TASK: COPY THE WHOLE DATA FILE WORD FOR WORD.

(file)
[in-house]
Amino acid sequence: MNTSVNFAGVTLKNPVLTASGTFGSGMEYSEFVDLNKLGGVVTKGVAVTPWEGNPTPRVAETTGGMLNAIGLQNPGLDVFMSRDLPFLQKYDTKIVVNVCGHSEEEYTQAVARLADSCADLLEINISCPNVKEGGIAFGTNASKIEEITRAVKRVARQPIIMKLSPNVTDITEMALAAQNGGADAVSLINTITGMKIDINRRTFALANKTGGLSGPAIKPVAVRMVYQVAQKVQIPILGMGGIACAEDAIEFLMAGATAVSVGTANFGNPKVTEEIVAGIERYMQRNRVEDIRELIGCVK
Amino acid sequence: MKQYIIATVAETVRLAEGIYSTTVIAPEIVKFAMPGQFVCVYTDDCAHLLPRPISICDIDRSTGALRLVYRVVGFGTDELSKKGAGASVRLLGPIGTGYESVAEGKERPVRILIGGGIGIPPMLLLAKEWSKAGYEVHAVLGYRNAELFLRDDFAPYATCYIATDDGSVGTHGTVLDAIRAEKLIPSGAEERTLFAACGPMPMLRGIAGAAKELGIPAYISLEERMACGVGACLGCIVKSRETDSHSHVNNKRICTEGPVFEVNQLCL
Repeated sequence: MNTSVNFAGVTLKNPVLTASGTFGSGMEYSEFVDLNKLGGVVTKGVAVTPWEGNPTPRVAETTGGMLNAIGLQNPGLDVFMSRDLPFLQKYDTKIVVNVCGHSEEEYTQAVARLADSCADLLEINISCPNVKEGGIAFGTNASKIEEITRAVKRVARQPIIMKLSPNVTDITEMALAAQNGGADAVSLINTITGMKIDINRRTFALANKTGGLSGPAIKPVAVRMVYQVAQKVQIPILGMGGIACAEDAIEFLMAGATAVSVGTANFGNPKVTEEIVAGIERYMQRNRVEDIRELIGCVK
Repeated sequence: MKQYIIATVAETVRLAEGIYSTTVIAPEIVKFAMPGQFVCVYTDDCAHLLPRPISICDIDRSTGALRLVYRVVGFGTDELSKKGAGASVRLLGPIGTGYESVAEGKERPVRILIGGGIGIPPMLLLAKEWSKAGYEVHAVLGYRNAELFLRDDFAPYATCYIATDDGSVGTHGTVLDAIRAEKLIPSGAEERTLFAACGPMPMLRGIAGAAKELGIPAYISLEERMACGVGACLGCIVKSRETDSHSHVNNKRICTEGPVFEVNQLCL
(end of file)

[in-house]
Amino acid sequence: MNTSVNFAGVTLKNPVLTASGTFGSGMEYSEFVDLNKLGGVVTKGVAVTPWEGNPTPRVAETTGGMLNAIGLQNPGLDVFMSRDLPFLQKYDTKIVVNVCGHSEEEYTQAVARLADSCADLLEINISCPNVKEGGIAFGTNASKIEEITRAVKRVARQPIIMKLSPNVTDITEMALAAQNGGADAVSLINTITGMKIDINRRTFALANKTGGLSGPAIKPVAVRMVYQVAQKVQIPILGMGGIACAEDAIEFLMAGATAVSVGTANFGNPKVTEEIVAGIERYMQRNRVEDIRELIGCVK
Amino acid sequence: MKQYIIATVAETVRLAEGIYSTTVIAPEIVKFAMPGQFVCVYTDDCAHLLPRPISICDIDRSTGALRLVYRVVGFGTDELSKKGAGASVRLLGPIGTGYESVAEGKERPVRILIGGGIGIPPMLLLAKEWSKAGYEVHAVLGYRNAELFLRDDFAPYATCYIATDDGSVGTHGTVLDAIRAEKLIPSGAEERTLFAACGPMPMLRGIAGAAKELGIPAYISLEERMACGVGACLGCIVKSRETDSHSHVNNKRICTEGPVFEVNQLCL
Repeated sequence: MNTSVNFAGVTLKNPVLTASGTFGSGMEYSEFVDLNKLGGVVTKGVAVTPWEGNPTPRVAETTGGMLNAIGLQNPGLDVFMSRDLPFLQKYDTKIVVNVCGHSEEEYTQAVARLADSCADLLEINISCPNVKEGGIAFGTNASKIEEITRAVKRVARQPIIMKLSPNVTDITEMALAAQNGGADAVSLINTITGMKIDINRRTFALANKTGGLSGPAIKPVAVRMVYQVAQKVQIPILGMGGIACAEDAIEFLMAGATAVSVGTANFGNPKVTEEIVAGIERYMQRNRVEDIRELIGCVK
Repeated sequence: MKQYIIATVAETVRLAEGIYSTTVIAPEIVKFAMPGQFVCVYTDDCAHLLPRPISICDIDRSTGALRLVYRVVGFGTDELSKKGAGASVRLLGPIGTGYESVAEGKERPVRILIGGGIGIPPMLLLAKEWSKAGYEVHAVLGYRNAELFLRDDFAPYATCYIATDDGSVGTHGTVLDAIRAEKLIPSGAEERTLFAACGPMPMLRGIAGAAKELGIPAYISLEERMACGVGACLGCIVKSRETDSHSHVNNKRICTEGPVFEVNQLCL